Kids love me because I love them first. Ever since I was a kid myself, I’ve done what I could for the vulnerable – all those folks who can’t stand tall enough to reach the table and help themselves to the bounty of the laid-out feast. Most tables in most places are built with grown-up legs in mind. If you don’t help kids grab a bite or adjust the offering to their height, they’ll go hungry.
Given that they named me the patron saint of children, I figured it my duty to compose this letter. It has to do with the gift of a future. Many, too many, kids these days want that gift but can’t quite believe they’re going to get it. They see the years ahead like a Christmas tree still up by in the living room mid-January: just a naked tower of dry branches with a carpet of brown needles below. All dangerously flammable. Climate change, dead coral reefs, forest and meadow under unforgiving concrete, top soil at the bottom of polluted rivers…all this makes kids today very nervous. They don’t play house much anymore, because they’re afraid of how our common home is going to look by the time they’re potential parents. Last year a study of 15,000 kids from 10 different countries showed that 45% of them already feel that climate change makes their life worse on a daily basis. They also feel betrayed by us, the adults. We’re not doing much at all to gift them a present free of shadows. This is bad news for everyone.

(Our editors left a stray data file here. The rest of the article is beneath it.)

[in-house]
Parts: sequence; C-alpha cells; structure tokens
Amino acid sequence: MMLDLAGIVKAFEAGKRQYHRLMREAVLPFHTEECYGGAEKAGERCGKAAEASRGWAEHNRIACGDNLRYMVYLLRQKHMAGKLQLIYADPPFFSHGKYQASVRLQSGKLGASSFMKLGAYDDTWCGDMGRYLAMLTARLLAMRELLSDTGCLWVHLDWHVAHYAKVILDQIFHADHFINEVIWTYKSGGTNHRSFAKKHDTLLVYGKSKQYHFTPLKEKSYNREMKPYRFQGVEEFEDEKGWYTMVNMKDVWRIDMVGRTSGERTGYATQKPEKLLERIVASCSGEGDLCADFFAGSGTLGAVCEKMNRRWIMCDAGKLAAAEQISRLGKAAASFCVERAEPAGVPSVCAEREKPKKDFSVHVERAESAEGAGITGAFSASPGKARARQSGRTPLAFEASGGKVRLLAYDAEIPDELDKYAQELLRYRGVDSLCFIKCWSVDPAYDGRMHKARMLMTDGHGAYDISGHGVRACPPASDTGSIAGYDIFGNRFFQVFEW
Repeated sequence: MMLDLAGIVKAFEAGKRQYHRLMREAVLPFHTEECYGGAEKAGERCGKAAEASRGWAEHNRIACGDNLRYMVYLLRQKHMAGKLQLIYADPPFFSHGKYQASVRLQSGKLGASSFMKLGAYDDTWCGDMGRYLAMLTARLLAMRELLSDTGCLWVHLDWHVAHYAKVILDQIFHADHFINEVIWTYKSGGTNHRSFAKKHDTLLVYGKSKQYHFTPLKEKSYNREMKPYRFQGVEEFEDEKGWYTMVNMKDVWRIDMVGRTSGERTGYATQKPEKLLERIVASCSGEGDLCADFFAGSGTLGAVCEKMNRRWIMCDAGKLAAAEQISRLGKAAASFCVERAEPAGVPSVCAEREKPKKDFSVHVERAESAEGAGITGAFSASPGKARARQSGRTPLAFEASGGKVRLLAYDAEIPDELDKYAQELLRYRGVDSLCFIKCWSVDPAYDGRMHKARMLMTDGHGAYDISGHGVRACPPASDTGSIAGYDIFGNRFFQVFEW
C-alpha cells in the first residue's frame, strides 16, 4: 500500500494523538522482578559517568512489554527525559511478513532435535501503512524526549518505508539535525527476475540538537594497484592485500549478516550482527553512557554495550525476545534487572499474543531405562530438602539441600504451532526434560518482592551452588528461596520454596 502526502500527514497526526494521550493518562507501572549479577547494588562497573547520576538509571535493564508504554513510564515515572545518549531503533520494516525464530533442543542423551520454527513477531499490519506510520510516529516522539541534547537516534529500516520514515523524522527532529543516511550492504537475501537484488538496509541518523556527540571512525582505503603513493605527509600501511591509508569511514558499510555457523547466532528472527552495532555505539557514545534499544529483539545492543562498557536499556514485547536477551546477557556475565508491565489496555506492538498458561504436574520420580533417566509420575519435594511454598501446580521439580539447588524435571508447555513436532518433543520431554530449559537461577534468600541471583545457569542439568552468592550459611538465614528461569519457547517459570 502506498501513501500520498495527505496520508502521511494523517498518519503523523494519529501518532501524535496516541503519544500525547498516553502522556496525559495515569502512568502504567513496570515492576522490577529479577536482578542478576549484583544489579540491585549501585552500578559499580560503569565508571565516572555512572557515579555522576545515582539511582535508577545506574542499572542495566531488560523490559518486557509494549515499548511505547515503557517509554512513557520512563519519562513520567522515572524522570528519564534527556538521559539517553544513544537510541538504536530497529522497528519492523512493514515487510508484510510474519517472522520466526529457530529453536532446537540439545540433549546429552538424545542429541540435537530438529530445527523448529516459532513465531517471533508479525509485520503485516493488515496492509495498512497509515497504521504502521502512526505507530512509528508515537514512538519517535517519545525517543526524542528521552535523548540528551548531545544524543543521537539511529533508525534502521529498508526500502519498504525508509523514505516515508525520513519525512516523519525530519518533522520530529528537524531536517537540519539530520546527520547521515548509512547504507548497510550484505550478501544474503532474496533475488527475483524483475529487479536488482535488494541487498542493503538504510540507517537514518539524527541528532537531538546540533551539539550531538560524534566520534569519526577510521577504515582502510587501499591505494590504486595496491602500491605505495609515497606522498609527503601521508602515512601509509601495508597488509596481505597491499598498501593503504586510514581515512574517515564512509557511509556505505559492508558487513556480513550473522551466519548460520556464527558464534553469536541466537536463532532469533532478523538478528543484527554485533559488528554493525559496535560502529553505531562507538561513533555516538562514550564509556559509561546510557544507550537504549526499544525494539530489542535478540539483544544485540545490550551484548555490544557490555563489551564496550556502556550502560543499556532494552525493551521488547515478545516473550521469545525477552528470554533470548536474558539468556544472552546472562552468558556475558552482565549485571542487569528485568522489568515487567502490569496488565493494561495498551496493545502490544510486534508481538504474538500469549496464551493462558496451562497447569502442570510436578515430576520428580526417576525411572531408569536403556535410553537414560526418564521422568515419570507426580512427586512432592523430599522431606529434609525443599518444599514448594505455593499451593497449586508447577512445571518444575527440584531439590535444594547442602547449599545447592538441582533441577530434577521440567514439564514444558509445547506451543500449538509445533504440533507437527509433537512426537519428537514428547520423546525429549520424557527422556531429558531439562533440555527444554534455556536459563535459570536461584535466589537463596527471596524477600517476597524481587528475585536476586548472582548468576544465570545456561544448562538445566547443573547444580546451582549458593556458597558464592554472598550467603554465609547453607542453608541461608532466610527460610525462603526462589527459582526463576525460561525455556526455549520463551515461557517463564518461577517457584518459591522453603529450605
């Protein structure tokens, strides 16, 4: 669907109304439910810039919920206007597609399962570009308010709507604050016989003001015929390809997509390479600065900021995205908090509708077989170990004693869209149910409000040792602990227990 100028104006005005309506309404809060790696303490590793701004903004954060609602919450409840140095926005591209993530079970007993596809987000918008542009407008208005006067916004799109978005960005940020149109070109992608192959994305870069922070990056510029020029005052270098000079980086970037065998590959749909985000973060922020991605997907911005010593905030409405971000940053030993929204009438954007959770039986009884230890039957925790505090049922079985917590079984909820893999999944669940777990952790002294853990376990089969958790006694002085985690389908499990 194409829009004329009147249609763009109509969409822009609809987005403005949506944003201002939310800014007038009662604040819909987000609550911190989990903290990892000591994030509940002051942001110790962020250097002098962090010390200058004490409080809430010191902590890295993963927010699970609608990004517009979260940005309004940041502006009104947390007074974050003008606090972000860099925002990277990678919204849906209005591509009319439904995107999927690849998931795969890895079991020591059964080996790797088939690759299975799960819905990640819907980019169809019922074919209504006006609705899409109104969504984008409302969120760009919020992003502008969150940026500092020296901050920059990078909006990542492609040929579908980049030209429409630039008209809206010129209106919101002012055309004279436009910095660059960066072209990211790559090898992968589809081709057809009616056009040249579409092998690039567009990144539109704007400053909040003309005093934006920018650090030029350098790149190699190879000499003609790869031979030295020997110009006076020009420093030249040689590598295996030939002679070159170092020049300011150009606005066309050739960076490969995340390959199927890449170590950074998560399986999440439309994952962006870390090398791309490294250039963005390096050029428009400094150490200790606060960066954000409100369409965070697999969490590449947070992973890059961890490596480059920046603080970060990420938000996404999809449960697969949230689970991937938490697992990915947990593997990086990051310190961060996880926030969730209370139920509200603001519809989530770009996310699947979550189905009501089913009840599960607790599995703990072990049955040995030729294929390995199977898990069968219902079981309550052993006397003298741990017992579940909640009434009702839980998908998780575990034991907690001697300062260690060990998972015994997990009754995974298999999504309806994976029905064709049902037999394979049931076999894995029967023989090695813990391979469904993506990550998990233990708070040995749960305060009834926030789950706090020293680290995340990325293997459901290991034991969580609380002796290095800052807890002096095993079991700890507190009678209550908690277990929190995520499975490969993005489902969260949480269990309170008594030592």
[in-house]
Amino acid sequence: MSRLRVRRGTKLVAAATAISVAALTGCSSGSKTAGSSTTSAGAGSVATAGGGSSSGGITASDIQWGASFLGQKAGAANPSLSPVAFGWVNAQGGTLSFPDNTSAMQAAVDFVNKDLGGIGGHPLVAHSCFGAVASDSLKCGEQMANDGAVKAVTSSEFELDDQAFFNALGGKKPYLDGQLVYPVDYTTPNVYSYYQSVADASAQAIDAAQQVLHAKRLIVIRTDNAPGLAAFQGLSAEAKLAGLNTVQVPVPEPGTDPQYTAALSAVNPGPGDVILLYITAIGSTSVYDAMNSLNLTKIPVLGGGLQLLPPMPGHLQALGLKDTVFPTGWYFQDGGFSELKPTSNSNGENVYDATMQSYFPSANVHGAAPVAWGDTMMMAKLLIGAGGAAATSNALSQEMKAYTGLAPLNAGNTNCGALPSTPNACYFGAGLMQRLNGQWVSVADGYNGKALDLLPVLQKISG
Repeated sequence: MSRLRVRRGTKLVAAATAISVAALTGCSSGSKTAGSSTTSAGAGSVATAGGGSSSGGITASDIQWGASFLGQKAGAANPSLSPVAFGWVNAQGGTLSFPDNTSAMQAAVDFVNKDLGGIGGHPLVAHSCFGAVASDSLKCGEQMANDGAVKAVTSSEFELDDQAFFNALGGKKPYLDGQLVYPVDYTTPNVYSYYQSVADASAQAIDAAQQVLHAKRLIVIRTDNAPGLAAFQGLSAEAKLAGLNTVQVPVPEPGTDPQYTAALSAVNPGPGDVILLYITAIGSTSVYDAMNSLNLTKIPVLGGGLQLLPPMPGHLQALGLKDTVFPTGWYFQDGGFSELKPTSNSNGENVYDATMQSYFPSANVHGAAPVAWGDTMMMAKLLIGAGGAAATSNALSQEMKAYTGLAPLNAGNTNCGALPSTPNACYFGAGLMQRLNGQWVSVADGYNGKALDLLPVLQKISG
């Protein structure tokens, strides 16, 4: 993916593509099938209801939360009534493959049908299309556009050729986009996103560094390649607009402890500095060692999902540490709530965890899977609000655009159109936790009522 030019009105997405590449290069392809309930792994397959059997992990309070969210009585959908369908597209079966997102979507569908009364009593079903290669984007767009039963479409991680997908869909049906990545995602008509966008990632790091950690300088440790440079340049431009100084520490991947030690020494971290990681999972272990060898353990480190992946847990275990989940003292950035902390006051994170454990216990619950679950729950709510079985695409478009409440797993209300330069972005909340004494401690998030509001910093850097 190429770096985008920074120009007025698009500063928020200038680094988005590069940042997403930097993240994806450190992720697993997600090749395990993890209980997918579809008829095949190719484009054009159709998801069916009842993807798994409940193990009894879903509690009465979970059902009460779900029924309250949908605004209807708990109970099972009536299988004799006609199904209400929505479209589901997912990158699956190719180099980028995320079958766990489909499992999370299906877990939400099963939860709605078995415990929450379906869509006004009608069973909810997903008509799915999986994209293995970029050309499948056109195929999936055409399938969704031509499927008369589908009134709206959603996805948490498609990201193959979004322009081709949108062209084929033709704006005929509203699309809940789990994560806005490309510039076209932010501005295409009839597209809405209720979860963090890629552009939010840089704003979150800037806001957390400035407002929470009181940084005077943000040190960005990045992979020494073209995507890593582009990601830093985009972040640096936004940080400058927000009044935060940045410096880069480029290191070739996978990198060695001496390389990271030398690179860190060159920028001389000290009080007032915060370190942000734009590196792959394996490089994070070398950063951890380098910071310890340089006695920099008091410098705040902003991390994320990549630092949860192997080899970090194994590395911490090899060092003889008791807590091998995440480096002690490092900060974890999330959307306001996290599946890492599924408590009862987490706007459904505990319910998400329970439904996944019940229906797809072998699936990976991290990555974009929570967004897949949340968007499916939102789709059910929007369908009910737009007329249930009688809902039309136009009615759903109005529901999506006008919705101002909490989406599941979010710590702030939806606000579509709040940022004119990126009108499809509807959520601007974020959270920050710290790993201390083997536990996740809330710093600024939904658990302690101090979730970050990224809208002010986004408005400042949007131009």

You know that kids like to write me. You sometimes encourage them to do it. Increasingly, I receive requests for a hospitable tomorrow and thereafter. For a planet able to provide good food and company. These letters break my heart. But even more painful is the dearth of mail coming my way these days. Kids write me less because they don’t believe I can help. They see my beard and think I’m part of the problem. That’s not unreasonable, given their unhappy experience with adults. But it’s terribly sad, both for me and for them.
So let’s try something different this year. Let’s take the giving of the future seriously. Let’s not patronize the little ones, or project on them our own disappointed childhood, or dismiss their deepest wish: a beautiful home for many generations. Sit down with a kid, yours or someone else’s, and listen for what they really want. And talk to them about how that could be given. Not by you alone. But by this whole world-wide community of believers in goodness, justice, health and love.
God bless us all. We need God’s blessing. Equally we need to bless.
Greg Kennedy writes poetry, practices spiritual direction and runs ecologically grounded retreats at the Ignatius Jesuit Centre in Guelph, Ontario. He has published with Novalis three volumes of Reupholstered Psalms and Amazing Friendships Between Animals and Saints. His prayer is unconventional but, he trusts, unconditionally faithful.